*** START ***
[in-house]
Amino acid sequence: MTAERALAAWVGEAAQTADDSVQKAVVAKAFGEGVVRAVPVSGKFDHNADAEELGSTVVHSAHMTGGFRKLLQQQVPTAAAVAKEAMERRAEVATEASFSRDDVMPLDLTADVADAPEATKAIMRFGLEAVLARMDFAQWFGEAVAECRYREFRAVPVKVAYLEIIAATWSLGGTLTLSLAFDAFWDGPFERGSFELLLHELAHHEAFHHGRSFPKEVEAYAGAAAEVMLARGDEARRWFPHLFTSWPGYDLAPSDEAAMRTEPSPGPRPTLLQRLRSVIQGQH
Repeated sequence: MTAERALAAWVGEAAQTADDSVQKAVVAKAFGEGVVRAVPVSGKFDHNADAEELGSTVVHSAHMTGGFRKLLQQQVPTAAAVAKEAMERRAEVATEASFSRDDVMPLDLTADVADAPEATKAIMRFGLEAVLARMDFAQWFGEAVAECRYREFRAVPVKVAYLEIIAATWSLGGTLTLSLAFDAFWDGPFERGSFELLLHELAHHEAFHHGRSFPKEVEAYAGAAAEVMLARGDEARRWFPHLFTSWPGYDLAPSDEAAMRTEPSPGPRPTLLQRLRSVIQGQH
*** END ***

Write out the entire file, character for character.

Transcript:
[in-house]
Amino acid sequence: MTAERALAAWVGEAAQTADDSVQKAVVAKAFGEGVVRAVPVSGKFDHNADAEELGSTVVHSAHMTGGFRKLLQQQVPTAAAVAKEAMERRAEVATEASFSRDDVMPLDLTADVADAPEATKAIMRFGLEAVLARMDFAQWFGEAVAECRYREFRAVPVKVAYLEIIAATWSLGGTLTLSLAFDAFWDGPFERGSFELLLHELAHHEAFHHGRSFPKEVEAYAGAAAEVMLARGDEARRWFPHLFTSWPGYDLAPSDEAAMRTEPSPGPRPTLLQRLRSVIQGQH
Repeated sequence: MTAERALAAWVGEAAQTADDSVQKAVVAKAFGEGVVRAVPVSGKFDHNADAEELGSTVVHSAHMTGGFRKLLQQQVPTAAAVAKEAMERRAEVATEASFSRDDVMPLDLTADVADAPEATKAIMRFGLEAVLARMDFAQWFGEAVAECRYREFRAVPVKVAYLEIIAATWSLGGTLTLSLAFDAFWDGPFERGSFELLLHELAHHEAFHHGRSFPKEVEAYAGAAAEVMLARGDEARRWFPHLFTSWPGYDLAPSDEAAMRTEPSPGPRPTLLQRLRSVIQGQH